"I try to be charming," Hickey says of life on the stump, "and I'm extremely glib. And that seems to make people hesitate to attack me. That just means that people are sullen, you know what I mean? At universities you go in and you're talking, usually in a medium-sized auditorium. Kids are up front, the faculty's along the back row. As you're talking, you just watch the faculty filing out. So by the time you're done, nobody's left but the one guy who's got to take you back to the motel."
Hickey finds this greatly amusing. And it is a funny story--the butt of most Hickey jokes, both printed and verbal, is usually himself. But as with most great humor, there's an undercurrent of tragedy as well. It's damn tough being a maverick, with all those hammers waiting to pound you down.
To which Hickey replies: "[For] a person like myself, who is privileged with a deep repository of I-Don't-Care, that means that I can say and do things that need to be said and done, totally heedless of the consequences, because I don't care. There's nothing I want to win. So that's a privilege, and you try to take advantage of it."
Then the self-proclaimed lion in winter puts it all into perspective: "I've had enough adventure in my life. Once one has been on tour with Aerosmith," here Hickey unleashes his machine-gun laugh, "and you [have sex with] someone you saw in the movies and you sit in a Mexican jail, what the hell else is there?"
Hickey on Hickey
Although he is best known for his books of criticism, Dave Hickey also is a short-story writer of uncommon talent. His latest book, "Stardumb," came about because "a friend of mine, [the artist] John DeFazio, wanted to do this astrology book . . . then I decided I would write these little narratives. I did them one a day."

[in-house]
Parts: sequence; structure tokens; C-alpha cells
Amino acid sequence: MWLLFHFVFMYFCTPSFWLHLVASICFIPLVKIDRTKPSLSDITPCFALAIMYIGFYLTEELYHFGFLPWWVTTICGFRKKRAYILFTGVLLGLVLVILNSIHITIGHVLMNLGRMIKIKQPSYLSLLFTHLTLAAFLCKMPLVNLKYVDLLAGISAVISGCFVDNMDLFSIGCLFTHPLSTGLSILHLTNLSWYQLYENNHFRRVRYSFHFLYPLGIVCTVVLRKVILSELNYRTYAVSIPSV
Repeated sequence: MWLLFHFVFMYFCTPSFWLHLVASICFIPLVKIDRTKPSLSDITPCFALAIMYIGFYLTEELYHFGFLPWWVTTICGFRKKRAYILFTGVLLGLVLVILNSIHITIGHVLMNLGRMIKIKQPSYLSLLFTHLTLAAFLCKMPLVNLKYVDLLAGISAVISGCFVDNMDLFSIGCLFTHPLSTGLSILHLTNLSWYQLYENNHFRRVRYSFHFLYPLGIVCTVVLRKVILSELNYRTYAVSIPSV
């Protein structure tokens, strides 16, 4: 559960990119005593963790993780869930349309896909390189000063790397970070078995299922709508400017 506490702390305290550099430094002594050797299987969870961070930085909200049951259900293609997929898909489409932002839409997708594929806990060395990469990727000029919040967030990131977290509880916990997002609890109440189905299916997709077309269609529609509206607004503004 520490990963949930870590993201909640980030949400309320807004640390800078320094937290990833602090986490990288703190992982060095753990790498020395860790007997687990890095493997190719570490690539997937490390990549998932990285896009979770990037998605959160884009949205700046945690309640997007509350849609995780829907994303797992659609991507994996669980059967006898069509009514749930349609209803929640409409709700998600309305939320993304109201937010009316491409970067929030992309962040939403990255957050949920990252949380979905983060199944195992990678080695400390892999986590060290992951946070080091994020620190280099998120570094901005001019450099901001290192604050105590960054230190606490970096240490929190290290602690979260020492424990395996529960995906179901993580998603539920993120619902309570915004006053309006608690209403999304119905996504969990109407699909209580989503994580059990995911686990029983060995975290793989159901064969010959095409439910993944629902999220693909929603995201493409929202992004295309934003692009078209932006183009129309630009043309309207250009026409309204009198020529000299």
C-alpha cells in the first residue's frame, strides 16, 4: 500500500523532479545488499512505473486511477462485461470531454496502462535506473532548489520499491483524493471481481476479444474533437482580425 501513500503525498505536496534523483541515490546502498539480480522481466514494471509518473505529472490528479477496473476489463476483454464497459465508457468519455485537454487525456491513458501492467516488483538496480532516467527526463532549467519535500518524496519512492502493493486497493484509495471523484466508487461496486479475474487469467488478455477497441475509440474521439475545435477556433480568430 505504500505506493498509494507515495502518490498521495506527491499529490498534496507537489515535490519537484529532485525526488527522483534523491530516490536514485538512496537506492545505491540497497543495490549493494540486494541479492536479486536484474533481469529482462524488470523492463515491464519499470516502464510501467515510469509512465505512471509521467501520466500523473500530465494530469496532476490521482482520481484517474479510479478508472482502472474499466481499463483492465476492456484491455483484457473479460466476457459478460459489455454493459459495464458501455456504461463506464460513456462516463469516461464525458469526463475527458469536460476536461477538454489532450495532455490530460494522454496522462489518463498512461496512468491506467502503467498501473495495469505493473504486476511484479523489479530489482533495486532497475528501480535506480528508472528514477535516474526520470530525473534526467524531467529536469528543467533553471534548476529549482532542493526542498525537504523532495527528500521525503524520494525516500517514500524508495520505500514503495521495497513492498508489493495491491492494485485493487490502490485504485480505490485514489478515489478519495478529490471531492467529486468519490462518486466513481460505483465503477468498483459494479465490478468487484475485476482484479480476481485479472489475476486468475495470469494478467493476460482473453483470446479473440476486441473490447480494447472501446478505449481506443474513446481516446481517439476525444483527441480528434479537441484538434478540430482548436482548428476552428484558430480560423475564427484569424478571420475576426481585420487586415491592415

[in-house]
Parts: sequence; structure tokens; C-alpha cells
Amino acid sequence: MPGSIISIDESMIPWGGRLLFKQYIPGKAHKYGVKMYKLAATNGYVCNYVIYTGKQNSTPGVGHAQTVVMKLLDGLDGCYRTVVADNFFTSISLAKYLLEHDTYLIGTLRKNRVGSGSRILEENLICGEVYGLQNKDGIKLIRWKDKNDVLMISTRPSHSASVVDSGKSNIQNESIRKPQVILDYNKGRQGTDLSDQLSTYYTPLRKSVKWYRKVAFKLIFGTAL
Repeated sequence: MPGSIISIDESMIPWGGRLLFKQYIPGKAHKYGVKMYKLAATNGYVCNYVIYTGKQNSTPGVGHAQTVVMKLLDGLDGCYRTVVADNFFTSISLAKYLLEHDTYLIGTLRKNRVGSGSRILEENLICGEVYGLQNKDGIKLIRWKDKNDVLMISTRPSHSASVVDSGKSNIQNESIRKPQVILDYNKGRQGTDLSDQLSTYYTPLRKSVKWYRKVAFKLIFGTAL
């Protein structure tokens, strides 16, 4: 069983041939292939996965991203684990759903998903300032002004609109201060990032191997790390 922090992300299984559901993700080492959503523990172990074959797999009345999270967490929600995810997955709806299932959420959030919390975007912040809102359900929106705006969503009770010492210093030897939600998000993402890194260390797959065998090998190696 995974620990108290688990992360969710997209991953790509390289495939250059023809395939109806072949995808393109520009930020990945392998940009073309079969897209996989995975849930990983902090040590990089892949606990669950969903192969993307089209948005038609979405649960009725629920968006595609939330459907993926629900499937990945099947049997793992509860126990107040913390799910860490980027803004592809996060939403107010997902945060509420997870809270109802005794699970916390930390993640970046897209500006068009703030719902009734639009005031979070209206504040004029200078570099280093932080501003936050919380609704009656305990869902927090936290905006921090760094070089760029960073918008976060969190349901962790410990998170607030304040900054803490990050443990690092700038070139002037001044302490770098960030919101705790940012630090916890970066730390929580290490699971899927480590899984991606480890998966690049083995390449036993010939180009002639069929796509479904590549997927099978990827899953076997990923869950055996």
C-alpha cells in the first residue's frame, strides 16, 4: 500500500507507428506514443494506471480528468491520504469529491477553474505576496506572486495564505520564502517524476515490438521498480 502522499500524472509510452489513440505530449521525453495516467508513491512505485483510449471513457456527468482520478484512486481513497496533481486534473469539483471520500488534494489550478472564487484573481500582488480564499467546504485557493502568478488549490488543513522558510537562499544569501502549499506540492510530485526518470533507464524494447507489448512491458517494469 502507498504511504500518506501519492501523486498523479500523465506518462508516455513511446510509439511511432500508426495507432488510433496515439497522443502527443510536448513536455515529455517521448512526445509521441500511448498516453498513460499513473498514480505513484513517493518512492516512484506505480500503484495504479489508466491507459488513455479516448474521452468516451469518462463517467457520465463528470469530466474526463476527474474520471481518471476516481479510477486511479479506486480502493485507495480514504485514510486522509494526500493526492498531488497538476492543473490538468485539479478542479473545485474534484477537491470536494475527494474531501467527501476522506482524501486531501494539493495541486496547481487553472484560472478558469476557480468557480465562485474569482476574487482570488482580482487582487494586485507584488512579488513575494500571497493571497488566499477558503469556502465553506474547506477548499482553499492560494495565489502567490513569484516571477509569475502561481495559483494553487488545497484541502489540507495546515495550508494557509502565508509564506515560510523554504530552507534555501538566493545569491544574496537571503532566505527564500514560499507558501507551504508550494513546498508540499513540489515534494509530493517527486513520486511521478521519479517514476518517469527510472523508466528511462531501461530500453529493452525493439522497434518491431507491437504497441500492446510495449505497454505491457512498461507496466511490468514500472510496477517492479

The stories are exquisite. In their precision, deadpan humor and elevation of the commonplace into art, they bring to mind writers such as Raymond Carver, John O'Hara and, even, Hemingway. The stories revolve around the art world--dealers, artists on the make, writers, patrons. No one's hands are entirely clean.
"Some are me," Hickey says. "Some are other people." Then the critic reemerges: "They're not polished . . . they don't kind of bang! the way they should--but they get better as you go through the book, as I kind of got the hang of it."
Hickey on Everything Else
"There's no difference between the highest art and the lowest art, except for the audience it appeals to. I have never seen more art and craft and thought and gift and talent and learning go into anything as watching Allen Toussaint produce a Meters record in New Orleans. That was real art."
"[In] the 20th century, that's all there is: jazz and rock 'n' roll. The rest is just term papers and advertising."
"I don't care anything about church. I hold this sort of 'electric meat' theory of the human condition and I am as spiritual as snot."
"I have gradually come to distrust the very idea of high art in a democracy."
"People despise critics because people despise weakness, and criticism is the weakest thing you can do in writing."